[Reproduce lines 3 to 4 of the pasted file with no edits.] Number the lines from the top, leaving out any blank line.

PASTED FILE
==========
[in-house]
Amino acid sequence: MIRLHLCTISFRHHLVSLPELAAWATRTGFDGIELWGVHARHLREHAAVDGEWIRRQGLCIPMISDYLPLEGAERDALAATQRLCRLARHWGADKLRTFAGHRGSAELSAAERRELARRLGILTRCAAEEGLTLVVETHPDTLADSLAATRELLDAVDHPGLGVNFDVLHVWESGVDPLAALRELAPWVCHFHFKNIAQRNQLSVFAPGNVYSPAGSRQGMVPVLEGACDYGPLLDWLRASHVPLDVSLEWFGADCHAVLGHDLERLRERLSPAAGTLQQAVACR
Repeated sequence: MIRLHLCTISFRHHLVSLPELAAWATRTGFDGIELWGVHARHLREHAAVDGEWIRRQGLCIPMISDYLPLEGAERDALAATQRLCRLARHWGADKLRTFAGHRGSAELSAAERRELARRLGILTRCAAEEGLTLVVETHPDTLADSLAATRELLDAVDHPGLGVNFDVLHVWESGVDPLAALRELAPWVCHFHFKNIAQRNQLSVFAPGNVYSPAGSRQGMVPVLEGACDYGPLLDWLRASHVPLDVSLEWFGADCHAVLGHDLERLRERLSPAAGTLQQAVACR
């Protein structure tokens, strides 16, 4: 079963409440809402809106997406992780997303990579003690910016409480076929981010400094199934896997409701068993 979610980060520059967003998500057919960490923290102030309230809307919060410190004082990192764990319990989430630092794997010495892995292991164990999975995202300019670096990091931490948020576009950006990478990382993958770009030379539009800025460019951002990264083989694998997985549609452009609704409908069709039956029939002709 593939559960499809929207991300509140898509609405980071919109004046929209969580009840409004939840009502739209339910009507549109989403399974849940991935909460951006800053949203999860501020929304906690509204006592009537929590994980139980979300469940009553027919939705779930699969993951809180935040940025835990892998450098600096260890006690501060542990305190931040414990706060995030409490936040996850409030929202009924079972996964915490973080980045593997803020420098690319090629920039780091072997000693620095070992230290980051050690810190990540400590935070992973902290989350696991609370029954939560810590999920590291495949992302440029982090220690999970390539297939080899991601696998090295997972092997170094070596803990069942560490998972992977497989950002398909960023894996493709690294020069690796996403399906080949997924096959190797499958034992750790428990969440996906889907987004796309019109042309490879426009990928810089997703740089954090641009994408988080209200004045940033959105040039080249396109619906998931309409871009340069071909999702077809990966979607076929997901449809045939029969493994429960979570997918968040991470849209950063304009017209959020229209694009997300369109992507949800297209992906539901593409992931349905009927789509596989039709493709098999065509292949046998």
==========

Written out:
Repeated sequence: MIRLHLCTISFRHHLVSLPELAAWATRTGFDGIELWGVHARHLREHAAVDGEWIRRQGLCIPMISDYLPLEGAERDALAATQRLCRLARHWGADKLRTFAGHRGSAELSAAERRELARRLGILTRCAAEEGLTLVVETHPDTLADSLAATRELLDAVDHPGLGVNFDVLHVWESGVDPLAALRELAPWVCHFHFKNIAQRNQLSVFAPGNVYSPAGSRQGMVPVLEGACDYGPLLDWLRASHVPLDVSLEWFGADCHAVLGHDLERLRERLSPAAGTLQQAVACR
């Protein structure tokens, strides 16, 4: 079963409440809402809106997406992780997303990579003690910016409480076929981010400094199934896997409701068993 979610980060520059967003998500057919960490923290102030309230809307919060410190004082990192764990319990989430630092794997010495892995292991164990999975995202300019670096990091931490948020576009950006990478990382993958770009030379539009800025460019951002990264083989694998997985549609452009609704409908069709039956029939002709 593939559960499809929207991300509140898509609405980071919109004046929209969580009840409004939840009502739209339910009507549109989403399974849940991935909460951006800053949203999860501020929304906690509204006592009537929590994980139980979300469940009553027919939705779930699969993951809180935040940025835990892998450098600096260890006690501060542990305190931040414990706060995030409490936040996850409030929202009924079972996964915490973080980045593997803020420098690319090629920039780091072997000693620095070992230290980051050690810190990540400590935070992973902290989350696991609370029954939560810590999920590291495949992302440029982090220690999970390539297939080899991601696998090295997972092997170094070596803990069942560490998972992977497989950002398909960023894996493709690294020069690796996403399906080949997924096959190797499958034992750790428990969440996906889907987004796309019109042309490879426009990928810089997703740089954090641009994408988080209200004045940033959105040039080249396109619906998931309409871009340069071909999702077809990966979607076929997901449809045939029969493994429960979570997918968040991470849209950063304009017209959020229209694009997300369109992507949800297209992906539901593409992931349905009927789509596989039709493709098999065509292949046998």